Technical Interviews

The technical coding experience I think is an import filter for identifying someones coding chops that can’t be replaced. I usually get really positive feedback from how I conduct interviews for software engineers. Here are my thoughts on the subject.

Why I like coding interviews

I used to think coding interviews were silly, and that technical discussion could replace that step in the interview process. But, after I had been on the other side of the table, I found that not only were there poor candidates out there, but there were some candidates who had very strong soft skills that masked their technical ability. This is dangerous for the hiring organization.

Thinking about the cost of the hiring process, the technical interview is the most expensive step, since you’re taking high paid engineers and assigning them a 1 hour interview, (plus summary and review time). What I’ve found is soft skills are front loaded, which means candidates who are actively interviewing are going to get more practice with those skills. Relying on technical discussion interviews isn’t enough to identify strong technical skills.

Be Friendly and Compassionate

Technical interview suck, they feel very binary and transactional, but they don’t have to be! When I’ve interviewed as a candidate, I’ve found situations where the proctor was very dull, showing no personality or signs of compassion or friendliness, that sucks! Maybe this is a sign to the candidate of what the culture is like at that company! Either way, I try to show up with a smile and be friendly, explain the process and generally try to make it a good time.

Use domain specific examples

I try to frame the problem as close to a real world example as possible, if possible. When working at an Asset Discovery company, we framed the technical problem in the domain of that, network scanning. The actual problem was more general than that but the data you worked with and the deliverables were all very realistic and in the realm of the domain.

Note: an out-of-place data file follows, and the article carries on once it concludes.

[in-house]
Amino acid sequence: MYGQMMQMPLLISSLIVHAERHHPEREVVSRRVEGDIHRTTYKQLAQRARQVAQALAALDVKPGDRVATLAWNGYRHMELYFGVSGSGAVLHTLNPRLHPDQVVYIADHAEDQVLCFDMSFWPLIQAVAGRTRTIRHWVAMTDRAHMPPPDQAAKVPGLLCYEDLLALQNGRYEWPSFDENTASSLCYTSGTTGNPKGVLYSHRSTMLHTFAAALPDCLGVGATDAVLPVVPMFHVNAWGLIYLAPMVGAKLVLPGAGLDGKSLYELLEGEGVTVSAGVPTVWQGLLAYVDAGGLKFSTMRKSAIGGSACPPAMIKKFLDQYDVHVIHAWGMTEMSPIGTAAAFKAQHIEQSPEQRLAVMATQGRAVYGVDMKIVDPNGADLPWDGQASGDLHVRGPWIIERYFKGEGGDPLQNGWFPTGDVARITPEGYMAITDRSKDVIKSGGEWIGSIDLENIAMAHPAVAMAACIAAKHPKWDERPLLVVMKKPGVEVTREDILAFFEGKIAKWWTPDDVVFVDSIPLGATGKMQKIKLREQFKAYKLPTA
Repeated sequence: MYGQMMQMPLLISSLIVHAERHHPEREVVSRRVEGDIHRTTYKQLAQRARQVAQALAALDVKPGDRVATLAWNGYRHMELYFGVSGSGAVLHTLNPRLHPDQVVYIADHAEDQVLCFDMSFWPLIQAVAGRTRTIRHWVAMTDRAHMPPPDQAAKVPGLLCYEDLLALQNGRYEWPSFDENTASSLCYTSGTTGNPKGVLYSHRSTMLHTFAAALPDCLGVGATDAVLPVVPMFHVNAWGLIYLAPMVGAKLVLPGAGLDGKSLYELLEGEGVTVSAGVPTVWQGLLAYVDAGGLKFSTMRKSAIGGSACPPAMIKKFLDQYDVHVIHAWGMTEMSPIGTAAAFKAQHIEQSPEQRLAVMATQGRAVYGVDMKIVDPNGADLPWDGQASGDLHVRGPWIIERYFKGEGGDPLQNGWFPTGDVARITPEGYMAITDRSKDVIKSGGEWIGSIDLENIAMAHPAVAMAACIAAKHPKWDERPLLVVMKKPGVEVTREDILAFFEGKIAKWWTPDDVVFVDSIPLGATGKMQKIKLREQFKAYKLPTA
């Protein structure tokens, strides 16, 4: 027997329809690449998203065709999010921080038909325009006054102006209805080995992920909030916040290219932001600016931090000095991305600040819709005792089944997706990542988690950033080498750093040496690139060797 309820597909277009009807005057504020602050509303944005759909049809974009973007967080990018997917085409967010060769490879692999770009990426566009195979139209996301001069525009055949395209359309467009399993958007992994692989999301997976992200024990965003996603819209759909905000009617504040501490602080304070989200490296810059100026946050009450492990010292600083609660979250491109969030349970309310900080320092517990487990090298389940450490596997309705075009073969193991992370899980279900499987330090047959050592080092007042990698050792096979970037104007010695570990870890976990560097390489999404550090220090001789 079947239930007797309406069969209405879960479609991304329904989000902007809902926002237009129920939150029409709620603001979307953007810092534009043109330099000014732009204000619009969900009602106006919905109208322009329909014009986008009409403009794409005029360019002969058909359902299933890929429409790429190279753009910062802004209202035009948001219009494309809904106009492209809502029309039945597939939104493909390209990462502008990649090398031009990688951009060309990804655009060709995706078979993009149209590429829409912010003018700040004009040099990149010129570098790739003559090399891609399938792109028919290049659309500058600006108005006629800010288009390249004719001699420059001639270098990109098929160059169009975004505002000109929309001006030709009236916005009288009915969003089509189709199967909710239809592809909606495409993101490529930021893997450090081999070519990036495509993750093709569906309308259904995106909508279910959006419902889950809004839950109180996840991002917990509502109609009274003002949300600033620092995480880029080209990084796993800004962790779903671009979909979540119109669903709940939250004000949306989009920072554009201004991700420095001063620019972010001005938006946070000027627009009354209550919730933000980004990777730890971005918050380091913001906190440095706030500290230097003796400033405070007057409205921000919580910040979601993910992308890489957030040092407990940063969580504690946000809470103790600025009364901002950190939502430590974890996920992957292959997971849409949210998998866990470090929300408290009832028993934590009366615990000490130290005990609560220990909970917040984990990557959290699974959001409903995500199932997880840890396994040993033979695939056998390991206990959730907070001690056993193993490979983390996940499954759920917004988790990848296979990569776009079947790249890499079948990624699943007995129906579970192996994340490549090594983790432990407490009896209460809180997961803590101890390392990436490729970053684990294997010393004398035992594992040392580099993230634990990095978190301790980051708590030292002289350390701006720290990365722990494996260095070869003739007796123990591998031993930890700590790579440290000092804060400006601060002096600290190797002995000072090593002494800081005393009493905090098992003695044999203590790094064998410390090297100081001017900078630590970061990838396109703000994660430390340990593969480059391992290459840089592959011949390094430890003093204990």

But, be careful with this, in highly specific domains this may work against the interviewer. In the example above, we were a technical company and so there was close correlation to domain expertise and day-to-day understanding from software engineers.

Explicitly be a resource

I try to act as a fellow engineering and sherpa during the exercise, and less of a proctor. I say this explicitly at the beginning of the interview. “We are on your team as fellow engineers / product managers”. I want them to use us a resource and ask questions. We might know the API you want to use (but googling it is OK too!).

Flex opportunities

Ensure the technical interview has a challenging enough component to allow the candidate to flex their skills.

One problem we had when designing the technical interview is that it was more of a checklist, did they get the basic stuff done, we’re they able to talk through the problem and come up with a solution. Unfortunately, we didn’t provide a way for candidates flex or to stick out from each other. Maybe it wasn’t challenging enough, but there’s probably a way to build a problem so that a really good candidate can really show their ability. \shower-thought

“The [golf] professionals forget that the whole idea of a Pete Dye golf course is to require players to hit a wide variety of shots,” Dye said. “I’ve always felt that a good player who’s playing well wants to play a difficult golf course because he knows the winner won’t be someone who can just out-putt him.”

– Pete Dye

Pete Dye was maybe the best golf course designer ever. I thought this quote captured the need for a flex opportunity pretty well.

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